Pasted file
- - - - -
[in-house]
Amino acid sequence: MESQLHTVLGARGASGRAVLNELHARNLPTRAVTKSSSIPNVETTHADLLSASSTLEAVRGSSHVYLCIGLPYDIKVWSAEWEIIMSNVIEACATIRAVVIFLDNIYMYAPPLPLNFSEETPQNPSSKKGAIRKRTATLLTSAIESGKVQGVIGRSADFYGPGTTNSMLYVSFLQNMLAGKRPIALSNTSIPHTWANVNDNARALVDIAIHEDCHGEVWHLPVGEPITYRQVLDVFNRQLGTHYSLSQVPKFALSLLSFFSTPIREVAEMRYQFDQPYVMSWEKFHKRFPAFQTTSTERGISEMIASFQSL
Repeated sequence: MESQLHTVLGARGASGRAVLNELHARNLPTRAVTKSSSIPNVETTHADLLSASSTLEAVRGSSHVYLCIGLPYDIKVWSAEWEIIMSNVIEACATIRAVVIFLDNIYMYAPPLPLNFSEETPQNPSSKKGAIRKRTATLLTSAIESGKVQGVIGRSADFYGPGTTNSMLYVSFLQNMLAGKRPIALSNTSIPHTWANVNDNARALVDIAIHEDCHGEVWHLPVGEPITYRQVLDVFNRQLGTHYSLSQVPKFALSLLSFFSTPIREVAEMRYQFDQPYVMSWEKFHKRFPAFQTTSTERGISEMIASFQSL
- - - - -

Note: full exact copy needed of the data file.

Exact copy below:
[in-house]
Amino acid sequence: MESQLHTVLGARGASGRAVLNELHARNLPTRAVTKSSSIPNVETTHADLLSASSTLEAVRGSSHVYLCIGLPYDIKVWSAEWEIIMSNVIEACATIRAVVIFLDNIYMYAPPLPLNFSEETPQNPSSKKGAIRKRTATLLTSAIESGKVQGVIGRSADFYGPGTTNSMLYVSFLQNMLAGKRPIALSNTSIPHTWANVNDNARALVDIAIHEDCHGEVWHLPVGEPITYRQVLDVFNRQLGTHYSLSQVPKFALSLLSFFSTPIREVAEMRYQFDQPYVMSWEKFHKRFPAFQTTSTERGISEMIASFQSL
Repeated sequence: MESQLHTVLGARGASGRAVLNELHARNLPTRAVTKSSSIPNVETTHADLLSASSTLEAVRGSSHVYLCIGLPYDIKVWSAEWEIIMSNVIEACATIRAVVIFLDNIYMYAPPLPLNFSEETPQNPSSKKGAIRKRTATLLTSAIESGKVQGVIGRSADFYGPGTTNSMLYVSFLQNMLAGKRPIALSNTSIPHTWANVNDNARALVDIAIHEDCHGEVWHLPVGEPITYRQVLDVFNRQLGTHYSLSQVPKFALSLLSFFSTPIREVAEMRYQFDQPYVMSWEKFHKRFPAFQTTSTERGISEMIASFQSL